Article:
#i've just been thinking too much and am somewhat stumped by all the new ideas i've got for sonic going forward
hi jyn! do you have any advice for someone who wants to get into fic writing? i've been a reader of squalor for a long time and i want to write my own stuff but i'm not sure where to start. any advice would be much appreciated! love your blog!!
Anonymous said: hi hi! I have been living the reader insert side of tumblr lately and really want to start up a blog that does the same type of thing, do you have any tips or tricks on getting your writing seen or venturing into this new territory? I’m just afraid I won’t be welcomed into the community y’all have built >< :(
Hello, sweet friends!
I apologize for the delayed response on these two asks. I’ve kept you both in mind and jotted down some notes over the past couple of weeks. <3 I certainly can’t claim any part in building this community, but I sure am happy to be here now.
While I’ve worked somewhat extensively in copywriting, content writing, and technical writing, my foray into fiction is extremely recent—until this February, I’d not written a scrap of it since I was in elementary school. I may not be the best person to ask for advice on developing expansive narratives or elaborate plots, but when it comes to getting started on shorter-form fanfiction, I would suggest focusing on the following:
Define your characters
Before you open up your ask box to the world, decide which characters you’ll write for and why. Write it down. What compels you to write for each of them? It’s a great opportunity to briefly explore your relationship with the character, and can serve as a sort of ‘guiding light’ to return to when you’re feeling stumped or uninspired. If you feel ‘meh’ about your reason for writing a certain character, consider if you really, really want to include them... or if you feel obligated to. First and foremost, you’re writing for yourself—because you enjoy it!
Flesh out headcanons for each of your characters. For example: What are their specific turn-ons? What do they call you? You could snag a smutty ask meme or the NSFW and fill it out for each character in your writing notes—you’ll start to see a more fully-developed, well-rounded image of them by the time you’re through. Consider how your narrative voice might change with each character, too.
Writing tips ‘n’ shit
Show; don’t tell. How can you communicate what’s happening in a scene without giving a court secretary’s transcript of the events?
Let your reader imagine things. Creating a rich, immersive environment is great, but don’t worry about describing the color of the upholstery of every single chair in a room unless it’s critical to the scene. Our brains are pros at filling in the gaps with our own detail. They have fun with that shit.
Make sure your smut is, like, literally… physically... possible. Yeah.
Evocative and interesting language is fun to read; flowery, flourishy language… not so much. Trim down your dialogue tags and adverbs where you can. They get cumbersome. Write the way you talk. It’ll sound more natural; I promise.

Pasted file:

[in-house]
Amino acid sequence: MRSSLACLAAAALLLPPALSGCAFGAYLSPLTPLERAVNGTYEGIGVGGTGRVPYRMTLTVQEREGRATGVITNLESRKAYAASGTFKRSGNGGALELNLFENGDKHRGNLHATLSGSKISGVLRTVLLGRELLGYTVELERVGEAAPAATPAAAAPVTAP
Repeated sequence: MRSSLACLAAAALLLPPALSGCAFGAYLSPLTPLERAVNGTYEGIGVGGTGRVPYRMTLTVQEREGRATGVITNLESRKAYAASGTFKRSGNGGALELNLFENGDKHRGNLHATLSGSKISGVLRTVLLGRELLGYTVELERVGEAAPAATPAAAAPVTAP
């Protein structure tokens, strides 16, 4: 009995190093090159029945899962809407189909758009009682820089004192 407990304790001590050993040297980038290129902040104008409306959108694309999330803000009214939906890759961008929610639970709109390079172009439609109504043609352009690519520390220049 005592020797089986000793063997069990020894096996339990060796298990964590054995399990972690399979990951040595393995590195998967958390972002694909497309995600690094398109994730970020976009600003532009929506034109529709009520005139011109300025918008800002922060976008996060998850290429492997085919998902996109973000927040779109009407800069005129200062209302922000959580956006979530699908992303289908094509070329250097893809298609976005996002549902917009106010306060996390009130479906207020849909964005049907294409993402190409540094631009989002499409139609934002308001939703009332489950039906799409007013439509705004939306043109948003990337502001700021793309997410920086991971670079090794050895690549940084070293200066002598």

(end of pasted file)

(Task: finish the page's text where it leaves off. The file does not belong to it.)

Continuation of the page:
It’s good to keep your syntax at least somewhat corralled, but do feel free to play around with your semantics a little… as a treat. Fiction is supposed to be fun. Well, I think it is, at least.
Really think about what you’re saying implicitly
Reader-insert is a great exercise; you have the opportunity to flex your creative writing muscle without overtly describing reader-chan’s physical attributes… but sometimes *gasp* it sneaks in!
One way I see this pop up SO frequently in smut pertains to assumed whiteness/thinness. Consider the following (intentionally exaggerated) statements:
“Oh no you got the worst sunburn!”
“Your butt turned bright red after the spanking!!”
“Your cheeks were pink with embarrassment!!”
“He ran his fingers through your long, silky-smooth hair!!!”
“He threw you over his shoulder like you weighed nothing at all!!!”
Without ~literally~ saying any of it, you already know reader-chan is 1) white or light-skinned, 2) someone who does not have a ‘natural’ or coarse hair texture, and 3) relatively thin and/or small.
If you’re a white and/or thin author, there is nothing wrong with writing a reader-chan who can sunburn or be swept off their feet—but acknowledge that using these signifiers without openly noting them is effectively communicating who you believe your ‘default audience’ ought to be… and alienating everyone else.
I also fully realize that almost all M/F fics assume reader-chan is abled, generally heterosexual, cisgender, and at least somewhat femme-presenting—which I don’t mean to neglect in conversation, and am always open to chatting about if you’d like to.
Be extremely diligent in tagging your work with CWs and/or TWs. The only way people can avoid triggering content is by filtering out Tumblr tags and checking those lists before starting a fic. It’s a courtesy, but an imperative one!
Use Tumblr tags so folx can find your stuff! I believe the most common are: character x reader, character x you, character/reader, character/you, and character + fanfic/fluff/smut/etc.
Remember that the value lies in your creative efforts, not in the external validation you get.
Writing something because you’re passionate and excited and you have an idea bouncing around in your head that just neeeeeds to get out? That shit matters. It matters regardless of whether or not you publish it, whether five or fifteen or five-thousand interact with it. Your work still has value.
Join Discord servers and make some writer/reader pals! I met almost all of my bloggie friends through Discord, and I’m SO grateful for it. I just made a server today if you’d like to say hi!
I hope some of this is helpful and relevant to what you’d like to do. All my love and best wishes! xoxoxo
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